Action, Not Words

It’s impossible to think of Mike York as someone who would intentionally hurt another person. The Michigan State senior forward — the CCHA’s Player of the Year and Best Defensive Forward, and a Hobey Baker finalist — is really just a soft-spoken guy from Waterford, Mich.

“He’s kind of quiet and shy,” says Bob York, Mike’s father, “kind of like his dad. A lot like his dad.”

Quiet though he may be off the ice, there’s no denying that York can put the hurt on any goalie, any place, any time. In fact, trying to match York’s often startling speed and unexpected movements can be hazardous to your health.

“My favorite Mike York goal was at home,” says Spartan Mike Weaver. “He was coming down the left wing against Ferris State and just stopped in front of the net. He was just standing there, faking the goalie, for at least five seconds.

“He went to his backhand and put it in, and the goalie pulled his hamstring and had to leave the game.”

Everyone who’s watched York play has a favorite Mike York moment, and almost all of them involve a move that defies physics and leads to a Spartan goal.

“My favorite Mike York goal is tough to pick,” says Spartan goalie Mike Gresl. “Recently, I think [of] one of the goals he scored against Miami. He faked a slapshot, scored a shelf goal and the water bottle went flying. He does that sort of thing all the time.”

“My favorite Mike York goal was earlier this year against Northern Michigan,” says freshman center Shawn Mather. “It was a one-on-three almost, and he had guys all over him. He ended up dropping his glove to get away and went in and put it top shelf.”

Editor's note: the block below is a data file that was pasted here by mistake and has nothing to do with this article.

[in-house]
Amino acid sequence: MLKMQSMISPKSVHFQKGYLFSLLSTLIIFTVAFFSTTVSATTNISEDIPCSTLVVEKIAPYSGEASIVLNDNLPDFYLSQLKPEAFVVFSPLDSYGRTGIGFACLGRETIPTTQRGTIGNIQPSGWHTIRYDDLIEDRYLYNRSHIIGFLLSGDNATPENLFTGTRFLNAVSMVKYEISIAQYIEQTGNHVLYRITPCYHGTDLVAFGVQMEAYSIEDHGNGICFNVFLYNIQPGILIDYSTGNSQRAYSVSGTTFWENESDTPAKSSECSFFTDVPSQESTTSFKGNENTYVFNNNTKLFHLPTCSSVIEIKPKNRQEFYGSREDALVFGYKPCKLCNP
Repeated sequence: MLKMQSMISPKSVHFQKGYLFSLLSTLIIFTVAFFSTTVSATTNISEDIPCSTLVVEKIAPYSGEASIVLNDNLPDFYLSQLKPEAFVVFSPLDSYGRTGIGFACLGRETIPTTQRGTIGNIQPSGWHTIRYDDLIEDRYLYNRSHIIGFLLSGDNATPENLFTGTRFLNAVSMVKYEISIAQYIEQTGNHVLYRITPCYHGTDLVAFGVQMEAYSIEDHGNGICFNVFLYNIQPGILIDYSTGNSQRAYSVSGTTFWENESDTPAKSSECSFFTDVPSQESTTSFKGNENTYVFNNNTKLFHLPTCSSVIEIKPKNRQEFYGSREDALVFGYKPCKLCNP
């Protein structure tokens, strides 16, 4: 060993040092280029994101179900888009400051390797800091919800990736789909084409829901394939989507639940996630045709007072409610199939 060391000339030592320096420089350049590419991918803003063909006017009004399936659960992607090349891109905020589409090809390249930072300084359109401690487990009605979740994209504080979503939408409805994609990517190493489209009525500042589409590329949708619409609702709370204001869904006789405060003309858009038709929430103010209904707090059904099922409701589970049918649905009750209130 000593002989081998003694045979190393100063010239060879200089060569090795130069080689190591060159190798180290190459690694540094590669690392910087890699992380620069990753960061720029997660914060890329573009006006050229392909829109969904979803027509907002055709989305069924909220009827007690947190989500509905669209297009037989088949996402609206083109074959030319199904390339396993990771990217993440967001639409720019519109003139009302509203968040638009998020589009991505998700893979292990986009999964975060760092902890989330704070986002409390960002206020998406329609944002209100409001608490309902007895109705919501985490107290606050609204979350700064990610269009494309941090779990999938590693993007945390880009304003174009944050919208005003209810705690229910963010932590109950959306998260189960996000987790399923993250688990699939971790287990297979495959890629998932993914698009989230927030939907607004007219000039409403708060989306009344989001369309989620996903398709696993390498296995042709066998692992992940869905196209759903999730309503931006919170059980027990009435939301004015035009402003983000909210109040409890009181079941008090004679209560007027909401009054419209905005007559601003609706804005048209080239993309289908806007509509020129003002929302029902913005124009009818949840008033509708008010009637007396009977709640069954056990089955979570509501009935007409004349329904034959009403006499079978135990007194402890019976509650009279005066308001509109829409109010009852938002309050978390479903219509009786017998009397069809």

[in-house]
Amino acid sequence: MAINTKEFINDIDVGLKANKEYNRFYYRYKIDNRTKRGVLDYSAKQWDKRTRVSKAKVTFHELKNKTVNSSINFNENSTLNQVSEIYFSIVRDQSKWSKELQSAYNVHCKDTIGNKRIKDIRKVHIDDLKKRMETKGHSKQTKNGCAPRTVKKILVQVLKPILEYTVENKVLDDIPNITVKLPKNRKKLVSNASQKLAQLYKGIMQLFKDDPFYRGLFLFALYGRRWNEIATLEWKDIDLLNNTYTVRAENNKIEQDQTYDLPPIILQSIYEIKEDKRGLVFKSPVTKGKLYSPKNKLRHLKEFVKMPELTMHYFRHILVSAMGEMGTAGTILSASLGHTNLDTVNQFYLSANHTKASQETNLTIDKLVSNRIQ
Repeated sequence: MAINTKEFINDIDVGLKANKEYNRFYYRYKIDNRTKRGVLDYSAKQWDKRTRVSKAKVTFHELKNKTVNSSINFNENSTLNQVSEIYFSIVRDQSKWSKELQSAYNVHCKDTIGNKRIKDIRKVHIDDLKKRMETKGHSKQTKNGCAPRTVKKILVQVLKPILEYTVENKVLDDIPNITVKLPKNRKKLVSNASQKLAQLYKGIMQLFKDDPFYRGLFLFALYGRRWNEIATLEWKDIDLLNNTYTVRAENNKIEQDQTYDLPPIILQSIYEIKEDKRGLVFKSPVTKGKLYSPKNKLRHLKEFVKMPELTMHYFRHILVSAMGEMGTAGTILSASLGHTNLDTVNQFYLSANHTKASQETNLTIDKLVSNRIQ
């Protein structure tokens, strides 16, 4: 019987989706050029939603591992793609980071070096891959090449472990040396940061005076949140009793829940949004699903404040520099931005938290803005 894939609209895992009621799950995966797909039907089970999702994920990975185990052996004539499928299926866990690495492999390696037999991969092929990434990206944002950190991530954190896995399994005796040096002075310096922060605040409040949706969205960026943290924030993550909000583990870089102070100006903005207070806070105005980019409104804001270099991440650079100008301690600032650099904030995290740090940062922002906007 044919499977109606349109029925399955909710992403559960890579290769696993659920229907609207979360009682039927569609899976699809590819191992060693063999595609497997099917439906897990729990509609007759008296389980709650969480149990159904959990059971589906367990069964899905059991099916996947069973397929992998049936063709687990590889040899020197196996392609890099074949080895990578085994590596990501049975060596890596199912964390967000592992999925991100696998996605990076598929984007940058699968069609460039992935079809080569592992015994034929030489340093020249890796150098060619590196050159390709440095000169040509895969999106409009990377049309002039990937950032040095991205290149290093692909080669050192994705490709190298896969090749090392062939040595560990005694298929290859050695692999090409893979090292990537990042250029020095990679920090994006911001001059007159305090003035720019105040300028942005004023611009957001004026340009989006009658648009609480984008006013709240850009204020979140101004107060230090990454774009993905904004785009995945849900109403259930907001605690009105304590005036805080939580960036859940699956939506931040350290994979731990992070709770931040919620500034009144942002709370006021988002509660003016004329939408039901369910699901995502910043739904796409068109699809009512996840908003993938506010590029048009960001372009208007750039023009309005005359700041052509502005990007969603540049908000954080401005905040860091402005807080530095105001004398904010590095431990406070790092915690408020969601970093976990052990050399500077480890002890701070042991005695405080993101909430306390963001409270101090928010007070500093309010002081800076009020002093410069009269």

Top shelf seems to be synonymous with the player who wears number 61, the reverse of Pat LaFontaine’s number 16. Both are from Waterford.

“He’s always been a great member of the community,” says Weaver. “I remember when we were playing for Thornhill [junior hockey] he was always great with kids and helped out in the community. He’s always done the little things and is always looking for that sort of thing.”

York’s nice-guy, squeaky-clean image requires no spin. He owns the respect of opponents and coaches around the CCHA. He does volunteer work with elementary school children in the East Lansing area, including work with the D.A.R.E. program. Linemate Bryan Adams calls him “a great friend.” He finished high school in three years. York missed the preseason CCHA media day because he didn’t want to cut class.

But ask him about himself, and he becomes very quiet and self-deprecating. York says, “If you want to be good at it, you have to work real hard.” That’s the only explanation he offers for his success.

And the success is impressive. This week, York was named to the West All-American first team for the second consecutive season. He has 201 points (79-122) in 158 games played as a Spartan. He was one of two non-seniors named a Hobey Baker finalist for the 1997-98 season. In 1996, he was named to the CCHA’s All-Rookie team.